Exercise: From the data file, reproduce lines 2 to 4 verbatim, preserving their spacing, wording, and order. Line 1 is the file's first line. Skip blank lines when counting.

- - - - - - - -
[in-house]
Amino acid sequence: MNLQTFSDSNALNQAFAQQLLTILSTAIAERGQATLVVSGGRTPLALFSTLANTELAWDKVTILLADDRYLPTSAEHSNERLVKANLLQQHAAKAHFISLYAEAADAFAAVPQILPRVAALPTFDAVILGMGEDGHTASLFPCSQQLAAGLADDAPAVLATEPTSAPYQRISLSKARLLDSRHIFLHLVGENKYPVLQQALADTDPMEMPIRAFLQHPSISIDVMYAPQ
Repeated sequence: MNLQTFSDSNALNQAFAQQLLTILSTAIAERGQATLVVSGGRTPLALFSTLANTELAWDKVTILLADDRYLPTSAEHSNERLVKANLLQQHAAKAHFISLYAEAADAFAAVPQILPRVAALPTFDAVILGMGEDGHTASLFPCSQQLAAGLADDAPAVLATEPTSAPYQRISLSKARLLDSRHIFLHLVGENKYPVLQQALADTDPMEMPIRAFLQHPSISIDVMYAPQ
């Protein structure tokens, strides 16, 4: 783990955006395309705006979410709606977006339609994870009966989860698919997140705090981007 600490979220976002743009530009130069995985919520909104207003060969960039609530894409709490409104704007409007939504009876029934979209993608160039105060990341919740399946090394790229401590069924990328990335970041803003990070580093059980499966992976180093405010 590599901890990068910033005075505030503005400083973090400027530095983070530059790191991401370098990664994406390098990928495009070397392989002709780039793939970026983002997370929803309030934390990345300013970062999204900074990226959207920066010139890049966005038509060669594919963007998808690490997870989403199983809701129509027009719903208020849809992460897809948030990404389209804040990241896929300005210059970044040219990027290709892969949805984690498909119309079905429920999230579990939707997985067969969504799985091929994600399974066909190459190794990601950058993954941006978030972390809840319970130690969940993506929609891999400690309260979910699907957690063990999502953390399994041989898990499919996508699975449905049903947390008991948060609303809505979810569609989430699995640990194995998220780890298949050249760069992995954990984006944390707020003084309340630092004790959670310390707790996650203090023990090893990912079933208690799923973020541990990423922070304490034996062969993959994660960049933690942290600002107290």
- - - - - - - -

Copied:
Amino acid sequence: MNLQTFSDSNALNQAFAQQLLTILSTAIAERGQATLVVSGGRTPLALFSTLANTELAWDKVTILLADDRYLPTSAEHSNERLVKANLLQQHAAKAHFISLYAEAADAFAAVPQILPRVAALPTFDAVILGMGEDGHTASLFPCSQQLAAGLADDAPAVLATEPTSAPYQRISLSKARLLDSRHIFLHLVGENKYPVLQQALADTDPMEMPIRAFLQHPSISIDVMYAPQ
Repeated sequence: MNLQTFSDSNALNQAFAQQLLTILSTAIAERGQATLVVSGGRTPLALFSTLANTELAWDKVTILLADDRYLPTSAEHSNERLVKANLLQQHAAKAHFISLYAEAADAFAAVPQILPRVAALPTFDAVILGMGEDGHTASLFPCSQQLAAGLADDAPAVLATEPTSAPYQRISLSKARLLDSRHIFLHLVGENKYPVLQQALADTDPMEMPIRAFLQHPSISIDVMYAPQ
């Protein structure tokens, strides 16, 4: 783990955006395309705006979410709606977006339609994870009966989860698919997140705090981007 600490979220976002743009530009130069995985919520909104207003060969960039609530894409709490409104704007409007939504009876029934979209993608160039105060990341919740399946090394790229401590069924990328990335970041803003990070580093059980499966992976180093405010 590599901890990068910033005075505030503005400083973090400027530095983070530059790191991401370098990664994406390098990928495009070397392989002709780039793939970026983002997370929803309030934390990345300013970062999204900074990226959207920066010139890049966005038509060669594919963007998808690490997870989403199983809701129509027009719903208020849809992460897809948030990404389209804040990241896929300005210059970044040219990027290709892969949805984690498909119309079905429920999230579990939707997985067969969504799985091929994600399974066909190459190794990601950058993954941006978030972390809840319970130690969940993506929609891999400690309260979910699907957690063990999502953390399994041989898990499919996508699975449905049903947390008991948060609303809505979810569609989430699995640990194995998220780890298949050249760069992995954990984006944390707020003084309340630092004790959670310390707790996650203090023990090893990912079933208690799923973020541990990423922070304490034996062969993959994660960049933690942290600002107290």